A city of limestone towers rises in western Madagascar. Sharp, steep, and brittle, the maze of rock in Tsingy de Bemaraha national park and reserve has repelled all but a few explorers and scientists, leaving large parts of the region—and countless resident creatures—unknown to humans.
Reblogged from National Geographic

Thirsty forest


“These baobab trees on Madagascar are up to 800 years old,” writes Your Shot member Marsel van Oosten. Locally known as “mother of the forest,” the baobab forms a micro-ecosystem of its own, supporting life for both animals and humans, van Oosten says. “Old hollow baobabs are a home to snakes, bats, bush babies, bees, and sometimes even humans. More importantly, the tree is an important source of water—it can store up to 4,000 liters of water in its trunk. For Africa, it is literally the tree of life.”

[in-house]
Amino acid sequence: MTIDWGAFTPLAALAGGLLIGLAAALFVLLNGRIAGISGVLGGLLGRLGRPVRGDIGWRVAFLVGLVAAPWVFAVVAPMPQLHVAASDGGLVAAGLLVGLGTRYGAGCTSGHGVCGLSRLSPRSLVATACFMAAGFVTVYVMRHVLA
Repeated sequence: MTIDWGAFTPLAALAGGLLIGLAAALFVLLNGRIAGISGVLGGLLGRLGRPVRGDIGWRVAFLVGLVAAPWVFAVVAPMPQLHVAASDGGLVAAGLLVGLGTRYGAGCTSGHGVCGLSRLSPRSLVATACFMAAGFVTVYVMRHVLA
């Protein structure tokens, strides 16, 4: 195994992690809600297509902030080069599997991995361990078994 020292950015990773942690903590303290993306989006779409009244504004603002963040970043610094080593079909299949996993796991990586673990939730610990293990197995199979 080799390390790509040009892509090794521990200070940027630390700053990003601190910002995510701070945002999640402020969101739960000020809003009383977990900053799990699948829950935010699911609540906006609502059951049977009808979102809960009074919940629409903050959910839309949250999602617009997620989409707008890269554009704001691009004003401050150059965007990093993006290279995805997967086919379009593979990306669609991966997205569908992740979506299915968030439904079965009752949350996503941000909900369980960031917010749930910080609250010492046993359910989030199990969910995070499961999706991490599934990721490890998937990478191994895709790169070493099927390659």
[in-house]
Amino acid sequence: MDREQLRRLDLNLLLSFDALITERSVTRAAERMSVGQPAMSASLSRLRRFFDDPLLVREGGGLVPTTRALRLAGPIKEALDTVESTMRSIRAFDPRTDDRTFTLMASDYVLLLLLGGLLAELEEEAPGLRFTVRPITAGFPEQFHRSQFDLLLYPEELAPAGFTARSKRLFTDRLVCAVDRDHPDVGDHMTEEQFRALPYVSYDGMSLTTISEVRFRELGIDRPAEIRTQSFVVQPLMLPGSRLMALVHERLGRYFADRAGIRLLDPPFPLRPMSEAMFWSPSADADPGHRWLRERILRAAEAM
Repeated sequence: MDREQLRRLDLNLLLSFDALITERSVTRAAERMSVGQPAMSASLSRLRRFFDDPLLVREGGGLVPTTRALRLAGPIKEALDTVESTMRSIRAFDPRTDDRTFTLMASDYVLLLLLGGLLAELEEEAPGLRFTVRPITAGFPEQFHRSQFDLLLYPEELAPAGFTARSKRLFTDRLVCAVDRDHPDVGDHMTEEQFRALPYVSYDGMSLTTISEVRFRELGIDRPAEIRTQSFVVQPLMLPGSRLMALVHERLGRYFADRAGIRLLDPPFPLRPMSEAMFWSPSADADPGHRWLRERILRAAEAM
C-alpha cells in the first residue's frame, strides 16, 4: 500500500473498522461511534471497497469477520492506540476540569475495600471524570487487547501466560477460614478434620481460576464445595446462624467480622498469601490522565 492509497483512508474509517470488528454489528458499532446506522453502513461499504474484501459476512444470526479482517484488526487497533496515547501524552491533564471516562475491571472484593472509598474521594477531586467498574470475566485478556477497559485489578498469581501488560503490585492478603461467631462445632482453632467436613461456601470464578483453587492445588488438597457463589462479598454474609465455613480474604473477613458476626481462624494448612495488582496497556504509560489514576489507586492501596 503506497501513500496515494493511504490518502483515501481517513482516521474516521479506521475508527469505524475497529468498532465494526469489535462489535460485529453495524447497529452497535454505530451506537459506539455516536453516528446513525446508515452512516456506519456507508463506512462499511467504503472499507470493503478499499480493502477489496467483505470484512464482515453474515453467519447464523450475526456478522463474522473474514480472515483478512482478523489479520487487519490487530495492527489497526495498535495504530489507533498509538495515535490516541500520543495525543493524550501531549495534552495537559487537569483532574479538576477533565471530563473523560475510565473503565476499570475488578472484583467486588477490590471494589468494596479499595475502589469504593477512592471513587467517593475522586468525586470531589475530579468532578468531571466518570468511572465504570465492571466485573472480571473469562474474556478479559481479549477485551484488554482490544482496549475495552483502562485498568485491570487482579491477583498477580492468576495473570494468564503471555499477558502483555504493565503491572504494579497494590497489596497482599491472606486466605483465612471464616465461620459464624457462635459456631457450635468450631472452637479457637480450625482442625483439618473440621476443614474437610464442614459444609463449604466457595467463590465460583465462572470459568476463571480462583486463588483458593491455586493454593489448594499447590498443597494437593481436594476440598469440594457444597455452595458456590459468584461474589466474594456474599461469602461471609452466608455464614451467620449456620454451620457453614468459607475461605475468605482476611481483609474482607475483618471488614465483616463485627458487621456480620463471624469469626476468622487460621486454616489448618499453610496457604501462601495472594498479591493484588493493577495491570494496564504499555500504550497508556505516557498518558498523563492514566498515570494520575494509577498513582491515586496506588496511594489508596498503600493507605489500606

Reblogged from National Geographic